Cultural Considerations

Nepal represents a culture far older and in many ways more sophisticated than Western culture, but you are not visiting a museum. Rather, you are visiting a country that is vibrantly alive, where many people live more comfortably and, in many cases, more happily than in the West. The more you listen and observe, the more you will learn and the more people will accept you. If you must try to teach Nepalese hill people something, try teaching them English. English is a key to upward mobility for mployment in, or the running of, any business that deals with foreigners. This is the one element of Western culture that everyone desires - the English language. Spending your time conversing with a sherpa or porter in English as you stroll the trail together will be a good start towards a lasting friendship.

When trekking you will have a chance to meet and become acquainted with Sherpas and members of other Nepalese ethnic groups. The background of these people is completely different from what you are familiar with in the West. Treks are a fascinating cultural experience, but are most rewarding when you make some concessions to the customs and habits of Nepal.

Nepalese are traditionally warm and friendly and treat foreigners with a mixture of curiosity and respect. "Namaste" ("Hello, how are you?") is a universal greeting. Most Nepalese speak at least some English, though smiles and gestures work well where language is a barrier.

Always double-check when asking for information or directions. As Nepalese hate to say "no", they will give you their individual versions whether they know the answer or not. Their intention is not to mislead you; it is only to make you happy that you received an answer. You can often circumvent this problem by asking questions in a way that require a choice of alternatives rather than yes or no answers.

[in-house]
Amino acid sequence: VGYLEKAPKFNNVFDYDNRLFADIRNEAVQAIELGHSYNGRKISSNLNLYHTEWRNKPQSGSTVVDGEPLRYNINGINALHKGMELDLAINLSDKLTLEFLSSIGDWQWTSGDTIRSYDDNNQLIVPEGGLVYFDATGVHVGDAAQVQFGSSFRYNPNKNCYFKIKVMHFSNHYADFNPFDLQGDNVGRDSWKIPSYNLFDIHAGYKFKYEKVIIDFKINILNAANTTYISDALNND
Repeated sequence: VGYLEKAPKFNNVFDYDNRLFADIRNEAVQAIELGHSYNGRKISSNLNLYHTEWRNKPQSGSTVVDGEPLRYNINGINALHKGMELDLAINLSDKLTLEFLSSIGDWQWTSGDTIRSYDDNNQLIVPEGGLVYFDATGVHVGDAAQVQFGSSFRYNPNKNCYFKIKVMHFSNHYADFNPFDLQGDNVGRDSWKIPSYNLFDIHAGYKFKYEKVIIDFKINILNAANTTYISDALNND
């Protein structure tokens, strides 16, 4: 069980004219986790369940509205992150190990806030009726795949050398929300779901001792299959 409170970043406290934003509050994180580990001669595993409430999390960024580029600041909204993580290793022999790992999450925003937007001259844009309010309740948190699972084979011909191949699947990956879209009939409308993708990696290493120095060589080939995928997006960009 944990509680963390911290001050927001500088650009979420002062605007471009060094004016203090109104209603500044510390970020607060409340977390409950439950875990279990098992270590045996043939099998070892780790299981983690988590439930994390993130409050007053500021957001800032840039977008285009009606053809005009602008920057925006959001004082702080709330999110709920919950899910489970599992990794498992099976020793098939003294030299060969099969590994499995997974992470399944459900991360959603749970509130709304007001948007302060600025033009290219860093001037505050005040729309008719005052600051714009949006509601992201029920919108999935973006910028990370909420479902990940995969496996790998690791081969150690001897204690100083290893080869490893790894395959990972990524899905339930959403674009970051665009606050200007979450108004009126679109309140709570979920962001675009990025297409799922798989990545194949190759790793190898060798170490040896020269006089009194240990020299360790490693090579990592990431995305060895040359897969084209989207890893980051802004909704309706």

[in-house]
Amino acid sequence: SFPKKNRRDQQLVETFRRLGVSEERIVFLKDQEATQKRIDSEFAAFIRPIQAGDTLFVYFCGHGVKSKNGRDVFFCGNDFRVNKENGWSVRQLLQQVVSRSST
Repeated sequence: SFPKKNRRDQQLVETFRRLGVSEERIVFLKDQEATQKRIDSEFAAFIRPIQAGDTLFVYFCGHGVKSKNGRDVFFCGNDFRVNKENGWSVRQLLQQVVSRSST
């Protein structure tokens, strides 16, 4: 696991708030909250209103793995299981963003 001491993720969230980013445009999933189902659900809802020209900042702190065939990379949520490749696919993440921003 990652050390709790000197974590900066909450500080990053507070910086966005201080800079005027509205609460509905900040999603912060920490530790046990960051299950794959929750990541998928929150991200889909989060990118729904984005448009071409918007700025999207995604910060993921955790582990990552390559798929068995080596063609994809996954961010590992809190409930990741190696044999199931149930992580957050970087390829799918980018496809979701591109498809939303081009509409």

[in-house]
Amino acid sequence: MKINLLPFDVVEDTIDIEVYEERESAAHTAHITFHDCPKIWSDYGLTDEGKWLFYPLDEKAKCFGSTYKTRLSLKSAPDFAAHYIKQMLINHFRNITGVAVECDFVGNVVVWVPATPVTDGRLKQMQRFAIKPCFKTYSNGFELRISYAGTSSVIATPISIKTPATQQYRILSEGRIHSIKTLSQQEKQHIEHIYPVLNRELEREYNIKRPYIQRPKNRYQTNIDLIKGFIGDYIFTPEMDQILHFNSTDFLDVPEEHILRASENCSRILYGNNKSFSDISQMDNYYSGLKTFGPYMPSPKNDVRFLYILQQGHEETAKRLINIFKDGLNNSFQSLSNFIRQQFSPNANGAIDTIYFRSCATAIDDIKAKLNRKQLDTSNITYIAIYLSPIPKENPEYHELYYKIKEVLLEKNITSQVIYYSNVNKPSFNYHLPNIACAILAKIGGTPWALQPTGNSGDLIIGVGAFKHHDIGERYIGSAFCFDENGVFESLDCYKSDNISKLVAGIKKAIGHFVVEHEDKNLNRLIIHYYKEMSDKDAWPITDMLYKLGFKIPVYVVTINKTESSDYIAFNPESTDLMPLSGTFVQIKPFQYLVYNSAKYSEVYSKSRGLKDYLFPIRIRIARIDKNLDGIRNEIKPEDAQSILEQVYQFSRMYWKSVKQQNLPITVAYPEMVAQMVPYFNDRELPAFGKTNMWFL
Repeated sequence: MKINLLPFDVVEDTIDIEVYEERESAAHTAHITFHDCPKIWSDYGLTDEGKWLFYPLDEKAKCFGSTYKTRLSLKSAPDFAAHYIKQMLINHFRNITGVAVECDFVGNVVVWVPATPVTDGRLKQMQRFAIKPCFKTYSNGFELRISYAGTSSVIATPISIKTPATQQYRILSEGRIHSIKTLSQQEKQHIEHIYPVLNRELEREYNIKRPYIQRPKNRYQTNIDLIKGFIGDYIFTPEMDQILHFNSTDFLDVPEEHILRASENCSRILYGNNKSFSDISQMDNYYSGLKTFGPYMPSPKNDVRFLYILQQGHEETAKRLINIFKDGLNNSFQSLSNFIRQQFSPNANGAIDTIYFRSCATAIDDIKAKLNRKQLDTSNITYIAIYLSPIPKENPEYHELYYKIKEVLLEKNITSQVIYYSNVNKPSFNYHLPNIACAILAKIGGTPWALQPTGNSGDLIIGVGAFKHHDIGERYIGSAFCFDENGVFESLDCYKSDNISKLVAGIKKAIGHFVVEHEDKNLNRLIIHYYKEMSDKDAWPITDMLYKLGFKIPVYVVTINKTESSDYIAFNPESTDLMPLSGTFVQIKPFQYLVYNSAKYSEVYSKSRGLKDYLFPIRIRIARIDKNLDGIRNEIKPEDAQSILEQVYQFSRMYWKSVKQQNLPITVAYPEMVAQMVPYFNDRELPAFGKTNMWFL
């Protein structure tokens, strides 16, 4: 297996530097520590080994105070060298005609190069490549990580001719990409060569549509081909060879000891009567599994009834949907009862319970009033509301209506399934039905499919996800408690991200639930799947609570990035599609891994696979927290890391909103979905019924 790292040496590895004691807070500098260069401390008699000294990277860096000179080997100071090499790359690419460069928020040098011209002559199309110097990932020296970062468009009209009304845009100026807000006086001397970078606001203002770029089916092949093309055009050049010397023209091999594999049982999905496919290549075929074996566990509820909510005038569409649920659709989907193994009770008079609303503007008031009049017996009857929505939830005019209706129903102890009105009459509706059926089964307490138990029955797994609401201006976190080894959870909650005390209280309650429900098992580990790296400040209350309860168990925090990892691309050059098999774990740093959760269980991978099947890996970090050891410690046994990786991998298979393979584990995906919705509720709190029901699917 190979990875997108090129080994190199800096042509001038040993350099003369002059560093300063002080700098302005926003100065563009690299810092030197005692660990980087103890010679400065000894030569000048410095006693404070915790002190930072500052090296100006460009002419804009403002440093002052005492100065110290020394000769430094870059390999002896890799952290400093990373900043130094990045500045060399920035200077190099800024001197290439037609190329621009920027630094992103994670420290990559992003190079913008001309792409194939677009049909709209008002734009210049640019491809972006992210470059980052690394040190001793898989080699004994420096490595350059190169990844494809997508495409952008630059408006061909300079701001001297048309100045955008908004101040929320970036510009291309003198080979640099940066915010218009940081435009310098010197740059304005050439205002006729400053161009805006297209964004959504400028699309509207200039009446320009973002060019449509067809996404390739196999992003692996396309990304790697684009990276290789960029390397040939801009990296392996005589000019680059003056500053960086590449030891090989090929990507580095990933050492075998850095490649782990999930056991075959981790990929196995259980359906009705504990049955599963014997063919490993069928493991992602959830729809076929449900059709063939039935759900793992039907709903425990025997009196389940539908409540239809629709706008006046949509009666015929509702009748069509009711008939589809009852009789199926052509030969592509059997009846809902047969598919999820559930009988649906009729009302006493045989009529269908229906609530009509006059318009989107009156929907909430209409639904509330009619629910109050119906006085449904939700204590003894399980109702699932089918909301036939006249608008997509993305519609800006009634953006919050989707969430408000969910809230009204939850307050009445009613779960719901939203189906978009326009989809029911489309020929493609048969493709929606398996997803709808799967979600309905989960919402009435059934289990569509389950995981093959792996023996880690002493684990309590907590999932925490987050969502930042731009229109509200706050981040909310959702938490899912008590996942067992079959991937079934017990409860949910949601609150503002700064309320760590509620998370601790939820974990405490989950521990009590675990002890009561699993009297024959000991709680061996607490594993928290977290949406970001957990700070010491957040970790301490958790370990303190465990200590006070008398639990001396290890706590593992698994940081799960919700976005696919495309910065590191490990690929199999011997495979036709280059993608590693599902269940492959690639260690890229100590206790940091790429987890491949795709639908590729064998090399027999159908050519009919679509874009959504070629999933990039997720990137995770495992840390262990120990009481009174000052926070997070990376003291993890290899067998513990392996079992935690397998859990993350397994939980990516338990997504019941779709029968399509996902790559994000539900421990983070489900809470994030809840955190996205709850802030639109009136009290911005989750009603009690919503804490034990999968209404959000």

Visiting a Temple

Nepal is a Hindu country, although the Sherpas and most other high mountain people are Buddhists. In Kathmandu, you will be refused entry to a Hindu temple if you are wearing leather shoes or a leather belt. There are other temples that you will not be allowed to visit at all. Buddhist temples (gompas) are less restrictive, but you should still ask permission to enter and remove your shoes when you do - and definitely ask permission before photographing religious festivals, cremation grounds and the inside of temples.

If you meet the head lama inside a Buddhist gompa it is appropriate to present him with a white silk scarf called a kata. It is traditional to include a donation to the gompa inside the folded kata. The lama will remove the money and either keep the kata or place it around your neck as a blessing. Place the kata you are offering on the table or in the hands of the lama; do not place it around his neck. Monetary offerings should be in odd numbers like Rs101; a donation of an even amount like Rs100 is inauspicious.

Photographing People

During a trek you will have many opportunities to photograph local people. Some people, however, will not want you to photograph them. Always ask before photographing women. There are always cases of shyness that you can overcome with a smile, a joke or using a telephoto lens, but don't pay people for taking their picture. Some people are afraid that a camera might "steal their soul", but more often they are concerned about how photographs will eventually be used. Many photographs of hill people in Nepal, especially Sherpas, have been printed in books, magazines and brochures. The Sherpas, in particular the women, are afraid that a photo of them will be reproduced in quantity and eventually burned, thrown away or even used as toilet paper. his is a major reason that many local people will refuse photographs, and it should be respected.

Environmental Considerations

There are a number of things the visitor can do to prevent pollution and other forms of environmental degradation.

Dress & Behaviour

These are also important considerations for the trekker, and include the following points:

Food & Etiquette

Contents copyright (C) 1995, 2001 All rights reserved.
Revised: 1 August 2001